A biblical perspective must define servant leadership for the church. The book of Matthew offers one of the clearest pictures of such leadership (Matthew 20:20-28).
In a 1996 article, “Positions of Leadership: Some Reflections From Matthew’s Gospel,” Catholic theologian Rod Doyle noted that the term “servant” (Matthew 23:11) is the lowliest of church offices, and it comes from the verb ‘to serve’ (diakonein). Jesus used that verb, Doyle said, to express the self-description of his own mission (Matthew 20:28). Verse 28 leaves no doubt that Jesus came to serve. Chuck Colson once said in a speech, “All the kings and queens I have known in history sent their people out to die for them. I only know one King who decided to die for His people.” Jesus' death is his ultimate act of service.
In the Matthew passage Jesus teaches his disciples that Kingdom greatness requires being both a servant and a slave. In his article, "Servant Leadership and Follower Commitment," Gilbert Jacobs, a retired professor, leader, and lieutenant colonel comments, “Considering the leadership influence of Jesus over the last two thousand years, we who are studying leadership will do well to take note of His life and character.” Jesus Christ calls his disciples to follow His example of humility, service, and self-sacrifice. Matthew 20:20-28 reveals Jesus’ approach to servant leadership as focused on God and lived out in service of others to advance God’s Kingdom.
The call of believers to servant leadership should naturally produce a longing to glorify God through leading. Believers are called in the Great Commission (Matthew 28:18-20) to make disciples throughout their lives. Connecting servant leadership with the Great Commission provides guidance for effectively making disciples. Likewise, the application of servant leadership to disciple-making could prolong a believer’s effectiveness at raising up disciples who make more disciples. Oswald Sanders, who “led the reorganization of the CIM [China Inland Mission] into the Overseas Missionary Fellowship,” stated, “True greatness, true leadership, is achieved not by reducing men to one’s service but in giving oneself in selfless service to them. And this is never done without cost. … The true spiritual leader is concerned infinitely more with the service he can render God and his fellowmen than with the benefits and pleasures he can extract from life. He aims to put more into life than he takes out of it.” Making disciples must not rely upon a motivation of guilty obligation, nor should it advance one’s own kingdom. Instead, it should be to glorify God and serve Him faithfully.
Servant leadership rarely appears in discipleship models. Any omission of servant leadership, whether purposefully or incidentally, removes a critical element from disciple making. The possibility exists that, even with correct motivation, a longing to produce disciples with an industrial-type efficiency has caused churches to lose sight of one necessary component.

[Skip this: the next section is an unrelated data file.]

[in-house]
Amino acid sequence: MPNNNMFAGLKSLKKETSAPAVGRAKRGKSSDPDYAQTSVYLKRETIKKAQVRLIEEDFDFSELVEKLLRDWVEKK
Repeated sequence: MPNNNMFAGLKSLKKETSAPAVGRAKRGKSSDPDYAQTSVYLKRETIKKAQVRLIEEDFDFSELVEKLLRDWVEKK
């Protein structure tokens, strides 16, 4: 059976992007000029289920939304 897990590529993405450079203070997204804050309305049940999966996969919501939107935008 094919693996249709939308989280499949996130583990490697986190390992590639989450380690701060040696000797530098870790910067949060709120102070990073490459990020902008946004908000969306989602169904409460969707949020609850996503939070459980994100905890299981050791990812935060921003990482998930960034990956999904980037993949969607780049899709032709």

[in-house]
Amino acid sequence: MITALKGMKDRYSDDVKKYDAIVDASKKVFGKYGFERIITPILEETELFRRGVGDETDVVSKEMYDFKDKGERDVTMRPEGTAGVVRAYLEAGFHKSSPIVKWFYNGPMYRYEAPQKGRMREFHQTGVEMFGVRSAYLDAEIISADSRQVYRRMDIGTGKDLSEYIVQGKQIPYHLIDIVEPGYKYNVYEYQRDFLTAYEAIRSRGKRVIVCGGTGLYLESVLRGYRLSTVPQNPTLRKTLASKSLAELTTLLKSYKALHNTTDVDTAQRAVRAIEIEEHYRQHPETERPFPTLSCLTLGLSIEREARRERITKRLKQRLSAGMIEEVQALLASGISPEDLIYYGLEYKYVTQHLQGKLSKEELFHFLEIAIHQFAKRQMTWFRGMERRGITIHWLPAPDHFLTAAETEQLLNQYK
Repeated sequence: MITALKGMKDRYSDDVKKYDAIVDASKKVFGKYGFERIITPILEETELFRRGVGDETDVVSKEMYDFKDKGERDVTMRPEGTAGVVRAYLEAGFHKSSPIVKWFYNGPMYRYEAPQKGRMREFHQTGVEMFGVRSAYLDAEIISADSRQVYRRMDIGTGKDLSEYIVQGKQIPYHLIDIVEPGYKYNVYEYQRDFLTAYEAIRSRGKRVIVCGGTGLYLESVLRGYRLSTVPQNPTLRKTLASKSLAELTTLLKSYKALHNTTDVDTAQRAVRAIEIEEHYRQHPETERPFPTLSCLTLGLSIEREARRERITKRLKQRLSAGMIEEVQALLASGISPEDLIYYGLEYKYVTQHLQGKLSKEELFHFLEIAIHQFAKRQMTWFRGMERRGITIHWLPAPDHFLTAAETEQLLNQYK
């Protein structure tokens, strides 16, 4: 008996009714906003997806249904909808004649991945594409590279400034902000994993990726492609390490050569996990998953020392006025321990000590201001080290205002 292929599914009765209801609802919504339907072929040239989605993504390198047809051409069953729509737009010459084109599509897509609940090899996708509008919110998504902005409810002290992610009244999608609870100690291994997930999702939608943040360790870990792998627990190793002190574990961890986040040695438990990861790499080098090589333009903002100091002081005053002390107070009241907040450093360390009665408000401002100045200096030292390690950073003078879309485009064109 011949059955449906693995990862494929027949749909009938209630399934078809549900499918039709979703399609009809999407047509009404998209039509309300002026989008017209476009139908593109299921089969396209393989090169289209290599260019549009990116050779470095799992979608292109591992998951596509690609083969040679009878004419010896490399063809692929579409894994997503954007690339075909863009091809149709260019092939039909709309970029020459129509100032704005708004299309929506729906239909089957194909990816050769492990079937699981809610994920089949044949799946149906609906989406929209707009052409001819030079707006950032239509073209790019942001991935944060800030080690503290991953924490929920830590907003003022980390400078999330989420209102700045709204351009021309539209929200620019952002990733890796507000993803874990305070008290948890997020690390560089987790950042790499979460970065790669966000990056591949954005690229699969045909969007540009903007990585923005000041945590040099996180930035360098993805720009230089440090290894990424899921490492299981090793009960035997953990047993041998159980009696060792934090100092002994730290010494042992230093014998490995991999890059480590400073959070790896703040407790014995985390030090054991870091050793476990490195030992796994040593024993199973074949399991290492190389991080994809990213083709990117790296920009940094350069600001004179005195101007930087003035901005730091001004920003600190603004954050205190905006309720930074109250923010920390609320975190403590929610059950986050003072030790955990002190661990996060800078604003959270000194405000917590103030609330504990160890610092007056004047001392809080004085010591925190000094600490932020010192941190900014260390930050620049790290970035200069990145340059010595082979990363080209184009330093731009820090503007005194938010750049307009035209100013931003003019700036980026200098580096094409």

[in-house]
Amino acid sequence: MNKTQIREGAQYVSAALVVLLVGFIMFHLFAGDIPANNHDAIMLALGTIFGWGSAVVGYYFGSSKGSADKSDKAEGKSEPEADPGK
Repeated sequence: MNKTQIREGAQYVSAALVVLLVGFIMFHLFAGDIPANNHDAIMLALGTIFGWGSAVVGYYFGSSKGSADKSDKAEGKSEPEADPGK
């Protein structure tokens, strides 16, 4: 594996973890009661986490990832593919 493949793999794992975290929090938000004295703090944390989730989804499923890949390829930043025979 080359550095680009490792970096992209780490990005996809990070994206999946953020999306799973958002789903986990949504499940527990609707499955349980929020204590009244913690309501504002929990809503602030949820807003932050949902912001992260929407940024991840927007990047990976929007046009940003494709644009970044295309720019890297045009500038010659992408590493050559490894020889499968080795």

One’s desire to be a servant leader must flow directly from God-given instructions. Rightly, the church has significantly emphasized making disciples and the call to teach and baptize. But, the task could be vastly enriched if the attitude and approach of servanthood were implemented.
The connection between servant leadership and the Great Commission is unavoidable. Living out God’s call to disciple-making requires an attitude of service and rightly placed motivation. Moreover, fulfilling the Great Commission is not about the number of disciples any one believer makes, but is about a life surrendered to Christ’s cause. Living out that cause requires service and the heart of a faithful servant. “Servant leadership that is rooted in a deep and genuine love for God provides the wisdom and strength needed to give our lives in service to others,” said Liberty University Professor David Duby.
Jesus’ example of servant leadership provides a guide for the church in fulfilling the Great Commission. Seminary professor Don Howell, Jr., notes, in regards to the Matthew passage, “the servant is one who seeks to promote the welfare of one’s brother and to sublimate all personal agendas under the all-consuming ambition of promoting God’s name and kingdom in the word.” That removal of one’s own personal agenda provides room in the hearts of Christ followers to have true motivation to be servant leaders.
Correct perspective and motivation clarify the process of disciple-making. Any discipleship model that lacks a foundation of servant leadership simply needs a stronger foundation.
Jesus promised, “I am with you always, to the end of the age”(Matthew 28:20). Author Ken Blanchard wrote, “As we seek to leave a legacy of servant leadership behind when our own season of leadership is finished, we can do so by modeling our values and investing our time in developing others.”